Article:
Lacuna

the blank paper is silent
uncomfortably so, and just as snowfall
urges foot stepping on the wide white sheet
so you seek to grace the page
without blemish, compelled to find
some undetermined pure pre-thought
as though divining the divine
with a dowsing pencil

you think perhaps the poet is a torn piece
of blotter, taking dictation as automaton
and even with all the nonsense stream
that randomises, you imagine that sequence
suffices to say something profound
in its perplexity, between lines of typeset
where widows linger in mid-air
and orphans are isolates*

-true there are palpable patterns between print
but the lacuna is always and only possibility
not source, not wellspring of wonderment
cavity is close-mouthed, a heaving hiatus
before the starting pistol sounds
and the white-noised wind
whistles by as we run with the first words
and feel how far they reach

Notes:
*widows & orphans – typeset terms for visually loose hanging sentences and words

Linking up with Lilian and other dVerse poets in that friendly free for all known as Open Link Night

28 Comments on “Lacuna

  1. Oh this is all so excellent….
    I was first struck by these two lines and the image you make here….
    “as though divining the divine
    with a dowsing pencil”
    And this image “just as snowfall
    urges foot stepping on the wide white sheet”
    I’ve never aspired to say something profound…I surely admire those who achieve that…Mary Oliver comes to mind immediately for me. But perhaps the “profound” is in the perception of the reader, not the writer? Hmmmmm……maybe that’s why from day one some 5 years ago when I took up writing and started my blog, I called it lillianthehomepoet…….the exact opposite of profound 🙂
    LOVED this post!

    Like

    • thank you Lilian for such gracious feedback – I hesitate to say anything profound but I know that what often holds me/others back in the creative process are such pressures that the blank sheet seems to summon. Your poetry is much more than home spun though!

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  2. I never really write on a paper… but I do love the process on how a poem is formed from all that whiteness of an empty paper (or a blank screen in my case)… sometimes it just starts with that first word… sometimes it’s a flow, but how can you explain it?

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    • I too never write on the page as would have far too many crossings out but even so the process of creativity is for me often a turgid one – I only wish inspiration was as easy as blotting paper

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  3. Such a richly sourced creation. Those last 4 lines whisk me away:
    ‘before the starting pistol sounds
    and the white-noised wind
    whistles by as we run with the first words
    and feel how far they reach’

    Like

  4. Very strong writing Laura – some great lines here too… ‘where widows linger in mid-air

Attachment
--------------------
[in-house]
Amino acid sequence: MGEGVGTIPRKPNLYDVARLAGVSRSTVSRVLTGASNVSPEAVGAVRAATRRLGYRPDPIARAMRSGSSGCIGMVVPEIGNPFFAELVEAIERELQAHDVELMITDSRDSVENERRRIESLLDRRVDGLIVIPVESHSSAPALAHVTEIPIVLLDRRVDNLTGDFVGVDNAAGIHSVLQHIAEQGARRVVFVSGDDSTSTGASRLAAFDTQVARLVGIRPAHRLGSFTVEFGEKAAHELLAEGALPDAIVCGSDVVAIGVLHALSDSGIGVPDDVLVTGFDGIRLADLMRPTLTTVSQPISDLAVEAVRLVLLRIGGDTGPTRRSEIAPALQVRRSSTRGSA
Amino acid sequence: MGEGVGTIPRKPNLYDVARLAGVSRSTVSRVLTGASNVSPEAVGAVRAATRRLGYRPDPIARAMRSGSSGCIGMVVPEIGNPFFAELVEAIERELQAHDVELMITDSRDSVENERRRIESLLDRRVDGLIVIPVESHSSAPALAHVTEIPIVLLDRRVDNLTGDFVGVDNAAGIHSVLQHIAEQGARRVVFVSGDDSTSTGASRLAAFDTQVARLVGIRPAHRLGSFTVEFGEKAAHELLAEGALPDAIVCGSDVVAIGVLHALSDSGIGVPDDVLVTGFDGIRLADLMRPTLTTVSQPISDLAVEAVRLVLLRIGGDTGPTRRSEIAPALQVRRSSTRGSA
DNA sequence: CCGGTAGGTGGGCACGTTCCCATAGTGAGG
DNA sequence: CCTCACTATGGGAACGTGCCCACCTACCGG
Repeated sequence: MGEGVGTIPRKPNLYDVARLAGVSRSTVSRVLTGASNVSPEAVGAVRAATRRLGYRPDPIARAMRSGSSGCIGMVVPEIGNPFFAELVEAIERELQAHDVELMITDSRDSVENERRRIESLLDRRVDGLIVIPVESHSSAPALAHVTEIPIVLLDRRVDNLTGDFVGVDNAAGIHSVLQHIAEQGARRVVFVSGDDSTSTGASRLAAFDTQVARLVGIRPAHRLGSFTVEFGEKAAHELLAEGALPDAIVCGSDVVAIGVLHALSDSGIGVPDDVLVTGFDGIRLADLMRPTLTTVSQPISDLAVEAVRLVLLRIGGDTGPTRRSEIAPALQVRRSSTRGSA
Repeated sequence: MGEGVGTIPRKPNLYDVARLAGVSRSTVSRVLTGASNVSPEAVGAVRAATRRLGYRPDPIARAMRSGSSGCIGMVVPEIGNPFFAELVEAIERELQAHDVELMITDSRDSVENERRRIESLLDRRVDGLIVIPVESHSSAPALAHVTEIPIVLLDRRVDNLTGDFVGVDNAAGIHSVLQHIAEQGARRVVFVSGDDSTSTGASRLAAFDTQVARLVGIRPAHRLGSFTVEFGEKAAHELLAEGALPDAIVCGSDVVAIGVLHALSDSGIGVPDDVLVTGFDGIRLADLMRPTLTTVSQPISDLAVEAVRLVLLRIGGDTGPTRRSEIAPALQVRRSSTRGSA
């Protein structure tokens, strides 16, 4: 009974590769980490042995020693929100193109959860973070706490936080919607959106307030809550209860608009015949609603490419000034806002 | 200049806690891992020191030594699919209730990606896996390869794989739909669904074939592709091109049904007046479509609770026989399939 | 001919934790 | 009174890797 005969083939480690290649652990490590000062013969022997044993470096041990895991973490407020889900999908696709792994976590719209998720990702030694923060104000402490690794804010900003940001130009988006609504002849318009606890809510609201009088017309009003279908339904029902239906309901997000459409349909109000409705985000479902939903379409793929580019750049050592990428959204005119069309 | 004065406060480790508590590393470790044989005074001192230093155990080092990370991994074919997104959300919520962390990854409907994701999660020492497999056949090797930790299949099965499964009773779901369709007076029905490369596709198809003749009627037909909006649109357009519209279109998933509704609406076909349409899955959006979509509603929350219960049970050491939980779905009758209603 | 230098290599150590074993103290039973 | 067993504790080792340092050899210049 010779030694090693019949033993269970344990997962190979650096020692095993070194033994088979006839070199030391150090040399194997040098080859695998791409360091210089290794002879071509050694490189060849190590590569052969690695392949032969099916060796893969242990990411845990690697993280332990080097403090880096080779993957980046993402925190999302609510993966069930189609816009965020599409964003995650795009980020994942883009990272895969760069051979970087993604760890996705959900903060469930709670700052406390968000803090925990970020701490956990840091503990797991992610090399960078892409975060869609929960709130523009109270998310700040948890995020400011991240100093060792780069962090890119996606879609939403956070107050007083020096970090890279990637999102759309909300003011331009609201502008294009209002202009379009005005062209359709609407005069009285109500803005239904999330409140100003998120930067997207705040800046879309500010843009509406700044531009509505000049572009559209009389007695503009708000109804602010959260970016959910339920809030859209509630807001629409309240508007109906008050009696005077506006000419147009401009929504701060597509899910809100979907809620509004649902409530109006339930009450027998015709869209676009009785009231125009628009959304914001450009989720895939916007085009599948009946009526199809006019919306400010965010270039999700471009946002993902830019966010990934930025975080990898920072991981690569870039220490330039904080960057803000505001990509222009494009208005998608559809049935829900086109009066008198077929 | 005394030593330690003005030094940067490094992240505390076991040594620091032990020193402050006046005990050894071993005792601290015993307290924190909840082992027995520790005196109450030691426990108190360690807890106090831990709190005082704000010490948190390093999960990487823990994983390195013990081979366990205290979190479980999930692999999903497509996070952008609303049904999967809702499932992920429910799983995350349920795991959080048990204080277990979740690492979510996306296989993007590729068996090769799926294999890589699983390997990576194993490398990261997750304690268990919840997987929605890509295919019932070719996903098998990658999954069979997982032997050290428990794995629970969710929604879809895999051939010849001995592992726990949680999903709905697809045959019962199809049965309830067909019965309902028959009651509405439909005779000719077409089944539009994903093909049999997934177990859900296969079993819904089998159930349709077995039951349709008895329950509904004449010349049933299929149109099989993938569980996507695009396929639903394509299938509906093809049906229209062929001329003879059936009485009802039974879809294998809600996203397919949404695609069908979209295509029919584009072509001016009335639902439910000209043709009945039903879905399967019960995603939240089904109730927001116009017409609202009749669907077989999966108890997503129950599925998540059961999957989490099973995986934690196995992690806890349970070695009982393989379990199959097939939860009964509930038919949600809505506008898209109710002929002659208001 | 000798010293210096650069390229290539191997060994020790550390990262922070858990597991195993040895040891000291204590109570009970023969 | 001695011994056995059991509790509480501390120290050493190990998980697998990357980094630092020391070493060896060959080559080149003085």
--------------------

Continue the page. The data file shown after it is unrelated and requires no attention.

and orphans are isolates’ Enjoyed it very much…

    Like

  5. What knocks me over about your poem is the ending. Once you’re “in,” where you go, and how you feel at the end. There is no other feeling like that moment at the end, where you say it is finished.

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  6. As usual, the poets visiting your page have expressed everything much better than I could have, so I’ll just say “what everyone else said”. The only thing I want to mention is that my inner cinema was very busy creating visuals for every line you wrote.

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  7. This is absolutely exquisite, Laura ❤️ I love the image of “a heaving hiatus before the starting pistol sounds and the white-noised wind whistles by as we run with the first words,” you describe perfectly the moments before a poem is born. I love writing in notebooks, journals .. and gosh if somebody gave me a majestic quill and ink pot I’d up in the clouds haha 😀 I am always in awe of your poetry ❤️

    Like

    • fabulous feedback Sanaa – thank you so much. I sometimes feel that I ought to actually put pen to paper as you do – and wonder if I would produce different poetry

      Like

  8. Laura, this poem was or is an absolutely visual work of art. I am a visual person and far from literary but you have the ability to turn the tables on me. Absolutely wonderful, thanks.

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  9. What a wonderful piece. The beginning pulled me in and the ending wrapped it all up with a bow.
    “and the white-noised wind
    whistles by as we run with the first words
    and feel how far they reach”
    I keep reading these last three lines. They capture for me the possibility that a poem can offer a reader. Well done.

    Like

  10. Dowsing pencil is a good image. Was reading a Canadian blog yesterday, their water comes from a well dowsed by her father.

    Do you write with a pencil? I do. (Away from the laptop that is)

    Like

    • Dowsing is really rather precious since water is the outcome – as you know only too well the value of this commodity!
      p.s. I never do use pencil & notebook now Diana – have been word processing for too long and thinking on my feet as it were with compulsive edits

      Like

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